delicious ambiguity: gilda radner

2399165937_686eb91e13_oOne thing I’ve learned from Gilda Radner‘s SNL character, Roseanne Rosannadanna, that no matter what, it’s always something. No matter what mood I’m in – elative, cranky, or just plain indifferent, there’s always something that will help me land my helicopter and keep me grounded.

Gilda died on May 20, 1989. That day, I just broke up with my fiance a term I used lightly since he was never serious about getting married. May 20 was the date I fantasized a wedding since it was 2 years to the day we met.

Alas, it didn’t work out thankfully and instead of sipping champagne and dancing to a bad eighties DJ in a reception hall, I sat home alone intent on watching Saturday Night Live, a fate I was more than happy with. Steve Martin hosted so I was ready for a good laugh camped out in my parent’s basement, sinking into the couch with a bag of microwave popcorn.

Instead of the usual goofy jovial monologue, he broke down reminiscing of Gilda. They played a clip of them dancing together from 1978. She wore a white dress and red sash. Following that show I rented everything she was in from the neighborhood video store and studied her broadway show. I also bought her book It’s Always Something about the illness that took her, ovarian cancer.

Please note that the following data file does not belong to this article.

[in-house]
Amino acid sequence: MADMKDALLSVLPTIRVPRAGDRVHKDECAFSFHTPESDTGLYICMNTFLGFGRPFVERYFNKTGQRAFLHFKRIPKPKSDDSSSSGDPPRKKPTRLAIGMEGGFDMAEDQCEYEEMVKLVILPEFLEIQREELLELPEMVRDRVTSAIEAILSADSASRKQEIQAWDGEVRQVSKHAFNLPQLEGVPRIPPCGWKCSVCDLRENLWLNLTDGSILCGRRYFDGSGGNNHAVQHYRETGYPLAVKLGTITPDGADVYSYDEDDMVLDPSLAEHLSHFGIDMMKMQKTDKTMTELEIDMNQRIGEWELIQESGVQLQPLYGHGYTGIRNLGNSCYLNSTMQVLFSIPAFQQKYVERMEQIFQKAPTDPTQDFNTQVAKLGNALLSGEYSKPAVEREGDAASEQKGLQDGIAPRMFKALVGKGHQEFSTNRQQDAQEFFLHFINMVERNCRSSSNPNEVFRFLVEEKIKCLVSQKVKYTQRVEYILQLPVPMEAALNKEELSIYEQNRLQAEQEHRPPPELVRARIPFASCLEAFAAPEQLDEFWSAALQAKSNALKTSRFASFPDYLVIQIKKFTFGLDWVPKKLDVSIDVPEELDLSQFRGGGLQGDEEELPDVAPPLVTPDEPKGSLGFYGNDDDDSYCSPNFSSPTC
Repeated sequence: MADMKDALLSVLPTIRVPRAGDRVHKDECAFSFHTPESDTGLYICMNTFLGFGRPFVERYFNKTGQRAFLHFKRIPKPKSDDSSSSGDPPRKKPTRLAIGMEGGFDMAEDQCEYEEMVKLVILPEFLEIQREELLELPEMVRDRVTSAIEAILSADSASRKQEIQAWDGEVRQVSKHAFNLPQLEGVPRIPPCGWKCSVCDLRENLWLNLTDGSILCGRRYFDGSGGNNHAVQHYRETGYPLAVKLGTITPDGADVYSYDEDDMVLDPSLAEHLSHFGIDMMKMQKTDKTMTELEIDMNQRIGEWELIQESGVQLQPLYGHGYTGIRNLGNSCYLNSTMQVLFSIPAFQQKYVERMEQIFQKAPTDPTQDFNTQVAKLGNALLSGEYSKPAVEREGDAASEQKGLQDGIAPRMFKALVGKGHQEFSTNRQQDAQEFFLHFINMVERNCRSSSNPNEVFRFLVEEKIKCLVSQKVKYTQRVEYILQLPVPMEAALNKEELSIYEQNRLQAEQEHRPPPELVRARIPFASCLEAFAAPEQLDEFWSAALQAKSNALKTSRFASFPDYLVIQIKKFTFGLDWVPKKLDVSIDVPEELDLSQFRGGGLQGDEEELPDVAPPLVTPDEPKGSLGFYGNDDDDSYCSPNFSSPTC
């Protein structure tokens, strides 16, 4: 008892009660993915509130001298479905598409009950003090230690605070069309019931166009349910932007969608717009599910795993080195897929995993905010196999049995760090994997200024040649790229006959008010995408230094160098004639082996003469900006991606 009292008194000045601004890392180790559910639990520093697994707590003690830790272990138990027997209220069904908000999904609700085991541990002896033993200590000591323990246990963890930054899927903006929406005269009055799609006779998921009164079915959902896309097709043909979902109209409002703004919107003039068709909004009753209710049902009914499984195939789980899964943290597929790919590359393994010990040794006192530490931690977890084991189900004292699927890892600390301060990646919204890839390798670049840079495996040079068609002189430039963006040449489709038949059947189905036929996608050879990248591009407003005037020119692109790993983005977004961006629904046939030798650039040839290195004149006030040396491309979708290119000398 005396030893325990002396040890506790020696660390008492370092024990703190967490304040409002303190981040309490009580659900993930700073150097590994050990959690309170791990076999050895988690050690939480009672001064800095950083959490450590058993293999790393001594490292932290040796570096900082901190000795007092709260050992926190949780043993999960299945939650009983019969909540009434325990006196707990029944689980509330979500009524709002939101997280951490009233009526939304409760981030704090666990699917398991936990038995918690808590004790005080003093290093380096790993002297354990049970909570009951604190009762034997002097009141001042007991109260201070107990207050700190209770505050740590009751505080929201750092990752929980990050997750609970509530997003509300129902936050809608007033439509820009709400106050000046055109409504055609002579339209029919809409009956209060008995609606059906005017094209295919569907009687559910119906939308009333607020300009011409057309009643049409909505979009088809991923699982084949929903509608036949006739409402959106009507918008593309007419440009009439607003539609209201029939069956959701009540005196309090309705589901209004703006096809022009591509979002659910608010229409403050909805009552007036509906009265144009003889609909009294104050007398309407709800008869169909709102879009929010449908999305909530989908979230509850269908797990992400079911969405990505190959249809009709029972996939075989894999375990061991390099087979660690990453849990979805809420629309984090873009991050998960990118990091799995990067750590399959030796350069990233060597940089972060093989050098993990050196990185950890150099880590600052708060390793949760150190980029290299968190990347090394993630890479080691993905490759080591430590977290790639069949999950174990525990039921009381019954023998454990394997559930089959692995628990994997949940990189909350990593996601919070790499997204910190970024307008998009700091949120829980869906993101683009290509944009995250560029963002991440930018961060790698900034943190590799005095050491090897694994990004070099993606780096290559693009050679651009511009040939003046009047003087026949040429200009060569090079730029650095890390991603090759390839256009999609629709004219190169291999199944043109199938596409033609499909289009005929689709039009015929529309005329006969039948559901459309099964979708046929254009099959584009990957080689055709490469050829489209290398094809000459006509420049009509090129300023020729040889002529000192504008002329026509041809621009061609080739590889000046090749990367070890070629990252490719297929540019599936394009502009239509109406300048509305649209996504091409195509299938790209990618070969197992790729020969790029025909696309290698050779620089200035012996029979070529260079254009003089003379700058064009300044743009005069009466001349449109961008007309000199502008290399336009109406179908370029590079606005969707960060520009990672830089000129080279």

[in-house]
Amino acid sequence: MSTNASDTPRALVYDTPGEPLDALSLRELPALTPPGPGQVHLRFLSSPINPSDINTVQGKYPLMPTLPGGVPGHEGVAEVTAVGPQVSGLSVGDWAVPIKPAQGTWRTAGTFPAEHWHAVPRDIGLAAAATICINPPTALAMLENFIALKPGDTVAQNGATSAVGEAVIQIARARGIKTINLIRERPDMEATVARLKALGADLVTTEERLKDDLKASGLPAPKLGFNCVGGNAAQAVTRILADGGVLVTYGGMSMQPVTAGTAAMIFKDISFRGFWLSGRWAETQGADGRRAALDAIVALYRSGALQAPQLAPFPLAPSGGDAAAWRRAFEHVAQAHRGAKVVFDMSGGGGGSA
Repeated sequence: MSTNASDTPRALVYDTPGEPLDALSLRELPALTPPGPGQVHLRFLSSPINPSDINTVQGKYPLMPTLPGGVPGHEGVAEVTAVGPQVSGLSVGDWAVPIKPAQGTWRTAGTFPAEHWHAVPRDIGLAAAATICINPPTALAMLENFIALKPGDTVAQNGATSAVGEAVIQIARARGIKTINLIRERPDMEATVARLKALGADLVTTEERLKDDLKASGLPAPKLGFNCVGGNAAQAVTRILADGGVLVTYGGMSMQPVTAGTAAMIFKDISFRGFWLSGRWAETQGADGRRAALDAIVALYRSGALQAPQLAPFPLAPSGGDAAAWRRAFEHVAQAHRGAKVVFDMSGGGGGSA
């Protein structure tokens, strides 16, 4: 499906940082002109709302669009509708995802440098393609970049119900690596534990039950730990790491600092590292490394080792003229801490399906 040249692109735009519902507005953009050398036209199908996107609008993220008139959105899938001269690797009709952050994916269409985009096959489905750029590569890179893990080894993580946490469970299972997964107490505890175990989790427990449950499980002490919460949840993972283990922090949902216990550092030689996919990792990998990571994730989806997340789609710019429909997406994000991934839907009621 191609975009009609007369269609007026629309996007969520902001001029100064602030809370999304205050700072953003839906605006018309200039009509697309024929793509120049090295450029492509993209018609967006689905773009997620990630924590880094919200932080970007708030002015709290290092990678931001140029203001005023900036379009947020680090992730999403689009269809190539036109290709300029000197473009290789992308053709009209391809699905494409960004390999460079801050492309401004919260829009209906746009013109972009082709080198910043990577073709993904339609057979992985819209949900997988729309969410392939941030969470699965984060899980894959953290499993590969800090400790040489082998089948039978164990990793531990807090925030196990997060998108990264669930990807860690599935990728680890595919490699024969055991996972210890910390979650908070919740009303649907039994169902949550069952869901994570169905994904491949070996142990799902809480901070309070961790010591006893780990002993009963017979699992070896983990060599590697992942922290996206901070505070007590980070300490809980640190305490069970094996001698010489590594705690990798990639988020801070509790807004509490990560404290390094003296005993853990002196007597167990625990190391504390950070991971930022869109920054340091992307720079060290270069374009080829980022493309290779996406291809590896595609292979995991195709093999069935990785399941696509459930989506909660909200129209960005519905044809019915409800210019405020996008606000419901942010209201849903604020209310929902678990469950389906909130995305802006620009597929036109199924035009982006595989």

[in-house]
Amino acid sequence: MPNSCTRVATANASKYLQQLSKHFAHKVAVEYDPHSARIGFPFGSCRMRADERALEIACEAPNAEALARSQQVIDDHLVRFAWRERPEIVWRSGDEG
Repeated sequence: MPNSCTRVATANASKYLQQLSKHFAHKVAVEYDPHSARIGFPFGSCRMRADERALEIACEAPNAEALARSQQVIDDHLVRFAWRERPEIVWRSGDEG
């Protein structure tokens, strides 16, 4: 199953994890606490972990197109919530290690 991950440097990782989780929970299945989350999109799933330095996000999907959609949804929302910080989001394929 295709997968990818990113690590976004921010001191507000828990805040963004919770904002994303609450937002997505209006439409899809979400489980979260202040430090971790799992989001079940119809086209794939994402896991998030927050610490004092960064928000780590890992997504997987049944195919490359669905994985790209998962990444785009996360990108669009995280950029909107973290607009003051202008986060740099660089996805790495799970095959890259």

I learned that back then there were hardly any tests to detect it early so she became a martyr for this cancer so hopefully other women will not suffer the same fate. She also suffered from horrible self-esteem and bulimia. She blamed herself for giving herself cancer trying to recall what she did to give herself this fate. It’s always something women do unfortunately, thinking that if we go through a rough time we obviously did something to deserve it.

And that was not her case, nor is it rarely ever the case with the rest of us. Since then she’s been like an angel floating around, always there when you call upon her with her tap shoes. She’s bathed in white, a red sash tied around her waist, ready to snap us out of whatever crabby mood we’re in. She reminds us that no matter what, it’s always something so you might as well just make allowances and forgive yourself and others.

 

 

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